If this identification may be regarded as established, Eph. was a circular letter which among other places was to find its way to Laodicea. We have already noticed that the similarity of the language in Ephesians 1:15, Colossians 1:4, Philemon 1:5 would be naturally explained if it referred to information derived from the same source; if, that is, Epaphras had reported on the state of the Churches, chiefly no doubt in the province of Asia, with which he was personally acquainted, and some of which he must have visited on his way from Colossae to Rome.

Two further questions have been raised. One as to the inclusion of Ephesus among the Churches addressed. On this point it does not seem possible to say more than that it would be difficult to suppose that Ephesus would be left out if other Asiatic churches were included, and that this hypothesis accounts most simply for the title which the epistle has borne from a very early period.

It is true that the language of Ephesians 1:15, Ephesians 3:2, Ephesians 4:20 is not what St Paul would have chosen had he been addressing the church at Ephesus exclusively. But it does not follow that Tychicus would not have had instructions to read the letter to the church as he passed through and to leave behind a copy for their use. Indeed if Laodicea was to be a distributing centre for the valley of the Lycus, Ephesus may quite well have been charged with the same function in regard to any churches in Asia which lay off the direct route from Ephesus to Colossae.

The second question arises from the fact that St Paul is throughout addressing Gentile converts. It has been suggested in consequence that the letter is not written to any church at all as a whole, but only to the Gentile element in all the churches. In a sense this is true. The letter is dealing throughout with the meaning of the Gospel for the Gentiles. When he uses the second person plural in contrast with the first person he is addressing the Gentiles. But it does not follow that he expected meetings limited to the Gentile members in each congregation to be summoned to hear the letter. When he speaks in the first person plural he speaks on behalf of his fellow Jewish Christians, and what he has to say has a bearing on the lives of all. In fact, Eph. does not in this respect differ from the rest of the Pauline epistles. The Churches in the Dispersion (see esp. Romans 1:5; Romans 1:13) are all regarded as substantially Gentile in spite of the presence of a Jewish element in each.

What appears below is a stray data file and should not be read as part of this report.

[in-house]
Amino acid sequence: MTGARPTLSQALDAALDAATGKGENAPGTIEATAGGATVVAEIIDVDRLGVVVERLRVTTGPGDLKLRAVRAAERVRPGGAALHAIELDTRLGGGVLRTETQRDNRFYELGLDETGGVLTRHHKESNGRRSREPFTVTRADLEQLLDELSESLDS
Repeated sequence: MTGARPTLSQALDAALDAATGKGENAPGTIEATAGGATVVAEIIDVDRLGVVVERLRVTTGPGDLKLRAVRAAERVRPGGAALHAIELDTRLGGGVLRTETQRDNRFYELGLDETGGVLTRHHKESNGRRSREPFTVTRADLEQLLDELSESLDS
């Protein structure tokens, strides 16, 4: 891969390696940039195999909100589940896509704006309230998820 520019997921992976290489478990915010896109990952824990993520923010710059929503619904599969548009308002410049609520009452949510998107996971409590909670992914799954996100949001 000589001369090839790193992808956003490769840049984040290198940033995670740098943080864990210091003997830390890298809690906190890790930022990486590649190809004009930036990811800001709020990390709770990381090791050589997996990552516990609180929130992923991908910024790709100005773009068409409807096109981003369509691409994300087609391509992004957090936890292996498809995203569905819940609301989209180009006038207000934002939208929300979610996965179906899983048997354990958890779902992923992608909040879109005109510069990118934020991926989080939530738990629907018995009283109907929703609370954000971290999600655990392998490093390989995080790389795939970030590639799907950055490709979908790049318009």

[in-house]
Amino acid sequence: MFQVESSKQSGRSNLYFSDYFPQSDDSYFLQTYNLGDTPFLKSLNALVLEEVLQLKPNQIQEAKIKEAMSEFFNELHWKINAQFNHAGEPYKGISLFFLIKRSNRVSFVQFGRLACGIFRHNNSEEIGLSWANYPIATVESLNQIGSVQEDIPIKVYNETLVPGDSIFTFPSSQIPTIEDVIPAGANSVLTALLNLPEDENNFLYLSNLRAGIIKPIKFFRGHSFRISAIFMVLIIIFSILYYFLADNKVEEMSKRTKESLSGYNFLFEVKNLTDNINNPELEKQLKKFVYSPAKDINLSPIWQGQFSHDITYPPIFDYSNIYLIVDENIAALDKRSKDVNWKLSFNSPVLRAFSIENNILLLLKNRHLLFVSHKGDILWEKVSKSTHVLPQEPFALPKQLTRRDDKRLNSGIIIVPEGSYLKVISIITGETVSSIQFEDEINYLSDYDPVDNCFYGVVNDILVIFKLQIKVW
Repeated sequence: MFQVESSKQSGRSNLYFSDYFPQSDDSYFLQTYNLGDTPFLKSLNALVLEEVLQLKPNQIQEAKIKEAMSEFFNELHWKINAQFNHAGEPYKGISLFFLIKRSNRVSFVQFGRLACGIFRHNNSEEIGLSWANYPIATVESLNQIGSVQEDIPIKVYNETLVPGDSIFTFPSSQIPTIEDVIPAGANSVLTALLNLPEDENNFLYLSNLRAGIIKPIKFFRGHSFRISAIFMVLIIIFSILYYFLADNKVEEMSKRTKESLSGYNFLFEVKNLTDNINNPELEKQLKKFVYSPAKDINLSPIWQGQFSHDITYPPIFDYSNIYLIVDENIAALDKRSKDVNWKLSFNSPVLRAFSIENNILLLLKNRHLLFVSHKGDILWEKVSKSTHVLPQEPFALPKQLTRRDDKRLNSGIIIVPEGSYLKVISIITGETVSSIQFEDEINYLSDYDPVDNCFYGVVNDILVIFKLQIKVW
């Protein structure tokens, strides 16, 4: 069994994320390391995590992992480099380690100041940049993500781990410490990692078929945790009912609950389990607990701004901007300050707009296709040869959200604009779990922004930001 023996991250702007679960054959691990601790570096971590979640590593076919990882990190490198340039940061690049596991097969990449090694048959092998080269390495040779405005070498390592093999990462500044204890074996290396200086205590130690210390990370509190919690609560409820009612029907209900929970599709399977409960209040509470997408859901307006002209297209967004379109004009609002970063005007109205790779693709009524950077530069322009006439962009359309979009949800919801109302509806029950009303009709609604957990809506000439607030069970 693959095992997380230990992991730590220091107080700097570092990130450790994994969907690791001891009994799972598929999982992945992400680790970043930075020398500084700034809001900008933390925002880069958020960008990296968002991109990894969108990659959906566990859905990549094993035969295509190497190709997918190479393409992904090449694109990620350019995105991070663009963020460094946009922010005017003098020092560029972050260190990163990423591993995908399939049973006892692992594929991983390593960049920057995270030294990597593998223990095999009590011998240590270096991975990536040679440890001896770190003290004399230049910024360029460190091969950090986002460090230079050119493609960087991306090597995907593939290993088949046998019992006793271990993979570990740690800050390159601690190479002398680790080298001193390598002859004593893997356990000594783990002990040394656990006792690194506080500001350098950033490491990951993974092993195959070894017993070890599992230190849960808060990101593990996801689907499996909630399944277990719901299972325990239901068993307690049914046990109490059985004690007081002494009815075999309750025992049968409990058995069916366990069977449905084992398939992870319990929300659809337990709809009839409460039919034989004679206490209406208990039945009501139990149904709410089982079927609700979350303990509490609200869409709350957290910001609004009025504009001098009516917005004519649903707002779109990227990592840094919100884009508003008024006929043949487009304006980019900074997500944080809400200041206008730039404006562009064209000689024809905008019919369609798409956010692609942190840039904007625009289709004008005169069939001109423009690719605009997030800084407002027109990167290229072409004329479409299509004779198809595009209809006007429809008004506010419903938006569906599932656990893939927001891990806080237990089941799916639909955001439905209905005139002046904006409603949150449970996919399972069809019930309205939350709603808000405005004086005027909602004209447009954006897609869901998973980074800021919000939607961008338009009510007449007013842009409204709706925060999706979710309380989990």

It is impossible to define precisely the area which Tychicus was intended to cover. It would be natural for him, as one part of his commission was to escort Onesimus back to his master Philemon, to take the route by Magnesia on the Mæander and Tralles direct to Laodicea. There would be nothing improbable in the supposition that he would visit the rest of ‘the Seven Churches’ on his way back. His own home may very well have been in one of them, as he was a member of the province, and apparently not an Ephesian. (See Hort Prol. p. 91.)


Eph. contains few indications of the time and place of its composition. St Paul when he wrote it was a prisoner ‘on behalf of the Gentiles,’ and Tychicus was with him. That is all. Even when we throw in the evidence of Col. and Philem. we can only add the names of a few more of St Paul’s companions, and note the fact that only three of them were ‘of the circumcision,’ and that St Paul had hopes of one day being free to visit Philemon.

The fragmentary character of our knowledge of St Paul’s life, as proved by 2 Corinthians 11:24 f., seems to open a wide door for conjecture. Deissmann for instance suggests an unrecorded imprisonment during St Paul’s three years at Ephesus, and curiously enough the Marcionite Prologue to Col. dates that epistle from Ephesus.